On the one hand, the government and CAR’s partners are forging forward with preparations to conduct the elections in October this year. On the other hand, members of civil society and opposition groups are expressing concerns and calling for further postponement until structural reforms are successfully carried out to pave the way for the formation of an independent elections management body. In addition to voicing concern over the continued fragility of the security situation in parts of the country which may disrupt the elections, opposition groups are also of the opinion that the 30 July 2023 constitutional referendum which led to the adoption of a new constitution scraping the two-term limit and extending presidential mandate from 5 to 7 years is indicative of President Touadéra’s intention to consolidate power and his readiness to rig the local elections in favour of his party. The government does not agree with the position of the opposition and civil society organisations. Apart from viewing the elections as key vehicle for restoring security by fostering local governance, it considers the call for postponement as a manifestation of a lack of the necessary support for the opposition to democratically win the local elections.

It is clear from the existing discourse that there is a lack of trust between the CAR government and opposition groups as well as stakeholders in the civil society space. Despite the importance of conducting the local elections for consolidating democratic dividends and for further institutionalising legitimate structures of governance at the local level, the value of the election in bringing about legitimate local structures depends on wider public trust and buy-in. It may thus be critical to ensure that all processes leading to the elections are inclusive and based on sufficient consultations between the government and all the relevant stakeholders. In this regard, it may also be of relevance to consider the role that can be played by the AU and the sub-regional actors, ECCAS and ICGLR, as well as Angola as the AU champion of peace and reconciliation, to facilitate dialogue among CAR’s stakeholders on measures to be adopted for enhancing confidence and optimal conditions for the holding of the elections as planned.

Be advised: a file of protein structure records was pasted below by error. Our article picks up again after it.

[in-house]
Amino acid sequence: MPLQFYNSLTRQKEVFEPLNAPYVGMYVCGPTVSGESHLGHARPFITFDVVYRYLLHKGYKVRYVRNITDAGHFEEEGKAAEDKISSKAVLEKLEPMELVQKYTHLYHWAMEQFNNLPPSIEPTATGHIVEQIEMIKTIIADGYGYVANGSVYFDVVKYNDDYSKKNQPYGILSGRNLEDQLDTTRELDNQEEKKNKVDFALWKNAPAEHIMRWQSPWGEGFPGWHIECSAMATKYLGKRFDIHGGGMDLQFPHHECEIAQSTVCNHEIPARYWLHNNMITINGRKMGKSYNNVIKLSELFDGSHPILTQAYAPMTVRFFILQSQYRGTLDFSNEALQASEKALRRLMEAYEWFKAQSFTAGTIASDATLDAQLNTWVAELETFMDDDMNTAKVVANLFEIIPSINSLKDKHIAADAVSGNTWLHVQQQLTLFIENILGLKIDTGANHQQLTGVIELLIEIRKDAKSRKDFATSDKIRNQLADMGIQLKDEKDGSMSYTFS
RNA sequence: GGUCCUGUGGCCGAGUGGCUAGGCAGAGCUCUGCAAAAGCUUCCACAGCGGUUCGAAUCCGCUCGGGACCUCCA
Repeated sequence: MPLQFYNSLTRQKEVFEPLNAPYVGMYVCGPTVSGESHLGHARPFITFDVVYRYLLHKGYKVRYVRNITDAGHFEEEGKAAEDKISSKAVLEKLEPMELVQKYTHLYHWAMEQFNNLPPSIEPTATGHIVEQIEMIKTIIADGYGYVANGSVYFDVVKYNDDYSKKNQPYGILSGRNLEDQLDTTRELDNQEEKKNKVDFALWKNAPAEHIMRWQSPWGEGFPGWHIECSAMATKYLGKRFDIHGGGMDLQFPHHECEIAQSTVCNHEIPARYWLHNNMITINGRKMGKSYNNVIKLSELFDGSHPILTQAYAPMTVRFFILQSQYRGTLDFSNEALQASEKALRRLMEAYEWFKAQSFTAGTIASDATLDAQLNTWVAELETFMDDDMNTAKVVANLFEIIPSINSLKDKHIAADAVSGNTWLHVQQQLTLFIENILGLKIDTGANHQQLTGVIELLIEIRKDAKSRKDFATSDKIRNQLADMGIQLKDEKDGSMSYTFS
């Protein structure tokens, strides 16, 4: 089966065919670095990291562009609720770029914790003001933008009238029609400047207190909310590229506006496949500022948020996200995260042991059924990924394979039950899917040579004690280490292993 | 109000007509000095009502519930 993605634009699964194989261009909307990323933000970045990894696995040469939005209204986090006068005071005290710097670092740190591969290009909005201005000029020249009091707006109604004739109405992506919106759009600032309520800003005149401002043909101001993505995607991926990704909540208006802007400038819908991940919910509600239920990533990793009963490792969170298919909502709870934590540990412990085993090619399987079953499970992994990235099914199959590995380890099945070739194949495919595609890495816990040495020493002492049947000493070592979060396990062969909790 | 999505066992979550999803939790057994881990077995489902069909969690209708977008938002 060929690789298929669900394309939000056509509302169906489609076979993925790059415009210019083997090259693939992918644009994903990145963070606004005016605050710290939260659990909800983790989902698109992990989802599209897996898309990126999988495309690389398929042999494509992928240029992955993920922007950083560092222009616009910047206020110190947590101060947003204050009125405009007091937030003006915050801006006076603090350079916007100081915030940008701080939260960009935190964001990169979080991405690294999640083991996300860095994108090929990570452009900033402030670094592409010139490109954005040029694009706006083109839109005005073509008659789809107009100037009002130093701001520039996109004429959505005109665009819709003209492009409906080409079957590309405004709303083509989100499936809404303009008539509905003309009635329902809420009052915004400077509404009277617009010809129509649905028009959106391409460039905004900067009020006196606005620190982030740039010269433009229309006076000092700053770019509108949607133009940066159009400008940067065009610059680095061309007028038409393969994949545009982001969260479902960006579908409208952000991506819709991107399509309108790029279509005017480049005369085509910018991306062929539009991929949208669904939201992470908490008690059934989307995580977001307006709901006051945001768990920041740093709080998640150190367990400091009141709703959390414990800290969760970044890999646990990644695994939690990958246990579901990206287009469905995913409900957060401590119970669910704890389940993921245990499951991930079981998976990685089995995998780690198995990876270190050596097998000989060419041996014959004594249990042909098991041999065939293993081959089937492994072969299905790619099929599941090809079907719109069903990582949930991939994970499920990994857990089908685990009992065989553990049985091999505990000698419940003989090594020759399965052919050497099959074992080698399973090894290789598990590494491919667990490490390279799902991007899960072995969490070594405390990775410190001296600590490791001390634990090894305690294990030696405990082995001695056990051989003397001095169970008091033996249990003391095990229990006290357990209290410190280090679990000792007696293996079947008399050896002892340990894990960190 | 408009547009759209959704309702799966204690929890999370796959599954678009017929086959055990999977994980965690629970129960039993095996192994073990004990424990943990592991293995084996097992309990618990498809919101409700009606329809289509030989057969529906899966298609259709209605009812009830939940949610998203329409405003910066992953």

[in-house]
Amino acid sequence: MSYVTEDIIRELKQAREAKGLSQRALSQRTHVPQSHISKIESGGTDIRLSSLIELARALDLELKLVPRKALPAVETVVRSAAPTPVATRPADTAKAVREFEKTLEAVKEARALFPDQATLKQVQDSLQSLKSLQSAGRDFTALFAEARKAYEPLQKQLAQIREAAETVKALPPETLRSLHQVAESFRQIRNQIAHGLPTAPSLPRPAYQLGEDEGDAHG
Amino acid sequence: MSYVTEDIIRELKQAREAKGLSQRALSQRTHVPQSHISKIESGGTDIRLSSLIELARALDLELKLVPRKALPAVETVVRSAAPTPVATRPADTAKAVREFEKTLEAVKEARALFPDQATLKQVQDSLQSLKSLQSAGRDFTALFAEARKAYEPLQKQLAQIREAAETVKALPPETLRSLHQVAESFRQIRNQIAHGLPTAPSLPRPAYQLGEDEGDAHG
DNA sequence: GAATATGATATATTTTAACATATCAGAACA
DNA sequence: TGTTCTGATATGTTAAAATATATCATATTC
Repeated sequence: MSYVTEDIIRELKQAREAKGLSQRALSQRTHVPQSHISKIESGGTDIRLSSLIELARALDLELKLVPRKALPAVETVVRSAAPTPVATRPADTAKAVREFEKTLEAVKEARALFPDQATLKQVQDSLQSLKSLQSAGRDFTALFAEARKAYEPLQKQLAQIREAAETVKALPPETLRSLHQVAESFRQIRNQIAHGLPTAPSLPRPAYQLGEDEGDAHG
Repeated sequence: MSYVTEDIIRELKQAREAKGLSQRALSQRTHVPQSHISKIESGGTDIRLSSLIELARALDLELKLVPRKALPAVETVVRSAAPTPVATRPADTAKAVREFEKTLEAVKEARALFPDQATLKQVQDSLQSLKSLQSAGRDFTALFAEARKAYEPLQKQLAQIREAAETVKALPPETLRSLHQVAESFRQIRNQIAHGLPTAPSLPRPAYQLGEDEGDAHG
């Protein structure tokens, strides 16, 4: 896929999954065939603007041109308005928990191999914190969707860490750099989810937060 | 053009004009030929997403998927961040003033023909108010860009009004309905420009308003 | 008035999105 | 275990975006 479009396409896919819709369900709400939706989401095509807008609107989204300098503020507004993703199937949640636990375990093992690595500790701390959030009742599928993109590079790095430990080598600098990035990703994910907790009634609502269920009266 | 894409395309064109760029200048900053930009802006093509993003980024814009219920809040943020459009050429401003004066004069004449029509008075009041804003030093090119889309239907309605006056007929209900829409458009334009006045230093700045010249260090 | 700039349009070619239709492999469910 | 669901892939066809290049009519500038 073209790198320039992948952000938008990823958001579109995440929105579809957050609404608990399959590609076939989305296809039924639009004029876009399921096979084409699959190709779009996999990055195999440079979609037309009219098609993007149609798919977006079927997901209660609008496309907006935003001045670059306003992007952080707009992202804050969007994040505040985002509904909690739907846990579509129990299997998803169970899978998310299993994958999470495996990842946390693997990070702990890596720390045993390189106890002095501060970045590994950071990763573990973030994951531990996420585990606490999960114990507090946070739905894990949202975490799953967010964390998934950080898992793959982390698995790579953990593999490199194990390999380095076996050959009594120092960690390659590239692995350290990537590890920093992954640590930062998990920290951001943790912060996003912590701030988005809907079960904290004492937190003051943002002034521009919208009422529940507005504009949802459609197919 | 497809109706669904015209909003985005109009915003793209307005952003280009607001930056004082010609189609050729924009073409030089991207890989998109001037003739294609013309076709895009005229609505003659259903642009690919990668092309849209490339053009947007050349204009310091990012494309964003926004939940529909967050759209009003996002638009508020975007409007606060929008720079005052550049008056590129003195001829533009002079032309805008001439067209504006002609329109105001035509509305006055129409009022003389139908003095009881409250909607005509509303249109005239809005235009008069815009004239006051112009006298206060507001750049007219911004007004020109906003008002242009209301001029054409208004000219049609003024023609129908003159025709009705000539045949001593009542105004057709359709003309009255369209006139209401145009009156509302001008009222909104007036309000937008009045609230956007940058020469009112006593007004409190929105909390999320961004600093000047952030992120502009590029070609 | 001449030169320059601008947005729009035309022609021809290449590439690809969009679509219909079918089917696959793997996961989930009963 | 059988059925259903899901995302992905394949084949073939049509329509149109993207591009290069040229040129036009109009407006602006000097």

The humanitarian situation in CAR is another area of concern that deserves the attention of the PSC. According to OCHA’s latest report of 2 July 2024, CAR is currently host to 31,649 forcibly displaced people from Sudan, including 25,491 Sudanese refugees and 6,158 returnees originally from CAR. Furthermore, the food insecurity crisis in CAR remains a major concern, with 2.8 million people in the country, which constitutes 46% of the total population, regarded to be extremely vulnerable that humanitarian assistance alone is feared not to suffice for their well-being. In a global context characterised by dwindling humanitarian funding and given CAR’s years long humanitarian crisis now further compounded due to the ongoing war in Sudan, the humanitarian community in CAR is faced with considerable capacity challenges. On its part, the CAR government adopted a humanitarian response plan in January 2024 with the aim to address the concerns of refugees and IDPs. However, this plan also continues to face the challenge of low financial mobilisation.

The expected outcome of the session is a communiqué. The PSC is expected to welcome the progress made in some areas in the implementation of the PAPR and the Luanda Roadmap and the support provided, including from Angola in this respect. The PSC may encourage the CAR stakeholders to sustain and elevate their efforts to implement the PAPR and the Luanda Roadmap to advance peace and reconciliation in the country. The PSC may condemn attacks perpetrated predominantly by the CPC. It may in this respect task the AU Commission working with ECCAS to develop and submit options for addressing the challenge that the intransigence of CPC poses to the peace process in CAR. It may also note and welcome the appointment of the Special Representative of the Chairperson of the AU Commission to CAR, António Egídio de Sousa Santos, in line with PSC’s request at its 1157th meeting. Highlighting the important role to be played by the AU Mission in CAR (MISAC) in monitoring and evaluating the implementation of the PAPR, the PSC may further emphasise the need for strengthened support for the mission. The PSC may also encourage all CAR stakeholders to engage in inclusive dialogue for enhancing further popular consensus and support, particularly regarding the conduct of the local elections. In this regard, the PSC may also request the AU together with ECCAS and Angola as AU champion of peace and reconciliation, to facilitate engagement with stakeholders having concerns about the preparation for elections for enhancing the conditions that create wider trust and support for the holding of the election. Taking into account the spike in the number of displaced populations hosted in CAR due to the war in Sudan, the PSC may request the AU Commission and AU member states working in concert with ECCAS to mobilise support for the humanitarian efforts of CAR state and non-state actors including through the relevant PRC sub-committee.